The homogeneous regime is encountered at low gas velocity and is characterized by a narrow bubble size distribution and by a radially uniform gas hold-up. Coalescence and break-up phenomena can be neglected. As a consequence, variables do not change in the radial direction, so that gas hold-up can be obtained from the relative (or slip) velocity of the phases:


The actual slip velocity vGL is less than the terminal rise velocity , this phenomenon is referred to as the hindrance effect:


The extent of hindrance increases with an increase in gas hold-up. Numerous equations have been proposed to describe the hindrance function f(eG) (Joshi et al., 1990). It is well described by the expression of Richardson and Zaki (1954) originally proposed for particle sedimentation:


In the gas/liquid dispersion, n depends of bubble characteristics, which are function of the gas velocity, of the physico-chemical properties of the system and of the gas distributor.

Heterogeneous Regime

At higher gas velocities, the homogeneous regime cannot be maintained. Large bubbles with higher rise velocity than that of small bubbles are formed by coalescence. This flow pattern is referred to as heterogeneous regime and is characterized by a wide bubble size distribution and a marked radial gas hold-up profile. Consequently, averaging of properties is necessary. Zuber and Findlay (1965) have proposed a simple equation referred to as the drift-flux model that considers the actual slip velocity between the bubbles and the liquid phase:


C0 is the distribution parameter that depends on the radial profiles of velocity and hold-up in the column. The flatter these profiles, the closer C0 will be to unity. C1 is a constant that represents the gas velocity relatively to the mixture. The knowledge of the prevailing flow pattern is therefore necessary in order to choose the appropriate equation for the gas hold-up.



Figure 2 summarizes the hydrodynamic parameters. The eG vs. UG curves were obtained with the different gas distributors in water and water/butanol media. In air-lift reactors, the influence of gas distributor is less pronounced than in classical bubble columns because of the stabilizing effect of the liquid circulation. In water/butanol, the eG values are of course higher than in the pure coalescing liquid, because the bubbles are smaller and so they have a longer residence time in the reactor. We also note that the difference in eG values between distributors is greater in non-coalescing medium. The evolution of liquid circulation velocity follows the same trend than eG.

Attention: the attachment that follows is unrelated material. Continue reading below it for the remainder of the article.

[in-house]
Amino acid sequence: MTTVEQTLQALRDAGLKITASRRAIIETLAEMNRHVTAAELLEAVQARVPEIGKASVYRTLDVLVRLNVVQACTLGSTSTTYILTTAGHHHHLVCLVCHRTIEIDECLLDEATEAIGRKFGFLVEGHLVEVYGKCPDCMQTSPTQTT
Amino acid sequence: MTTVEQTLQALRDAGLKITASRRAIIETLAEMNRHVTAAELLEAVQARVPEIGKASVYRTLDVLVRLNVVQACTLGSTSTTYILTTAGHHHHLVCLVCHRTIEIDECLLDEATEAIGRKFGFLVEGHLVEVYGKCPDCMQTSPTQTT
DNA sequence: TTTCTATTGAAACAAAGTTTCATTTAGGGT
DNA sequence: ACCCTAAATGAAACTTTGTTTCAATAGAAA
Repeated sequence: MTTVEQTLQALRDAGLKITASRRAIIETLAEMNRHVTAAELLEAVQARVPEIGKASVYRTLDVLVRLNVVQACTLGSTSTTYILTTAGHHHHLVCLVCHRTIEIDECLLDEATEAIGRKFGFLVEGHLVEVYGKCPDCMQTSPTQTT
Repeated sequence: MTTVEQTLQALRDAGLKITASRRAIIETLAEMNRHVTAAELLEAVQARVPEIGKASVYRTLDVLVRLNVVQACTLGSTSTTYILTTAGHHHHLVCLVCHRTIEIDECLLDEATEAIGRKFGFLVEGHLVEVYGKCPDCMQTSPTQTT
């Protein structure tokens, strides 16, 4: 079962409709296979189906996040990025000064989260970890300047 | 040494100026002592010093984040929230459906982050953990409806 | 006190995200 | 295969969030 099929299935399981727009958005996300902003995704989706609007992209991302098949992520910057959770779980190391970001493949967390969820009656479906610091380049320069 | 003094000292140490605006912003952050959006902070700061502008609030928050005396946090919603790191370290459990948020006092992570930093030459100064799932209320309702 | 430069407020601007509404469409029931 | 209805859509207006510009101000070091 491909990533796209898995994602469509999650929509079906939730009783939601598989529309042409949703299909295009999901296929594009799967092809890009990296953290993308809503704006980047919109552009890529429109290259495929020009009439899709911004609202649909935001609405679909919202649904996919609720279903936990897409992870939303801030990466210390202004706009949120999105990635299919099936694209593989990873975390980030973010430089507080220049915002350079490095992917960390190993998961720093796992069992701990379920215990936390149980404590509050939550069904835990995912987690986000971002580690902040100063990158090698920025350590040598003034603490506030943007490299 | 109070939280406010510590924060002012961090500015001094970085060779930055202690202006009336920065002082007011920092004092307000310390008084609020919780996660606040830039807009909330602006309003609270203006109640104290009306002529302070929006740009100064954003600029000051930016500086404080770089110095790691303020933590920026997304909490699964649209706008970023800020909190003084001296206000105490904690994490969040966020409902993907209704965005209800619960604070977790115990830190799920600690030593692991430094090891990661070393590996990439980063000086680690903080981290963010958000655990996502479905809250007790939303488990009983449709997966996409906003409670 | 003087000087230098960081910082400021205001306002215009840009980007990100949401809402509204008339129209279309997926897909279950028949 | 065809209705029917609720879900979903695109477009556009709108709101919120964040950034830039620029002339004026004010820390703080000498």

Drift-flux Analysis

A classical method to describe regime limits with eG and UL measurements is provided by the drift-flux analysis reported on Fig. 3. The plot of UG/eG against UG+UL reveals immediately which regime prevails in the column. A change in flow pattern is indicated by a change of slope in the curve. It can be seen from Fig. 3 that flow patterns can be correctly identified with this technique in water but not in water/butanol where limits between regimes are less clear (Camarasa et al., 1999). It should be noted that in the work mentioned just above, no regime transition was observed with the single-orifice distributor. This may be due to the differences in geometry between both plants. In addition, the drift-flux analysis does not give any information about the character of the flow in the respective regimes. This point will be examined in part 5 by analyzing pressure fluctuations.

Statistical Analysis

Statistical analysis of time series of the pressure signal involves calculation of the Probability Density Function (PDF). In bubble columns, since the shape of the PDF is always gaussian, the discrimination between regimes must be deduced from the moments of this distribution. The standard deviation s is a simple parameter giving interesting information about regime transitions. Figure 4 presents our experimental s vs. UG curves with the multiple-orifice nozzle 2 and with the single-orifice nozzle. The results with the multiple-orifice nozzle 1 are similar to those obtained with the multiple-orifice nozzle 2. The minimum of the curves corresponds to the transition between regimes. In water/butanol medium, the values of s are smaller and the transition occurs at slightly higher gas velocity than in pure water. With the single-orifice nozzle, values of s are higher and the difference in values at low and high gas flow rates are smaller than with multiple-orifice nozzles.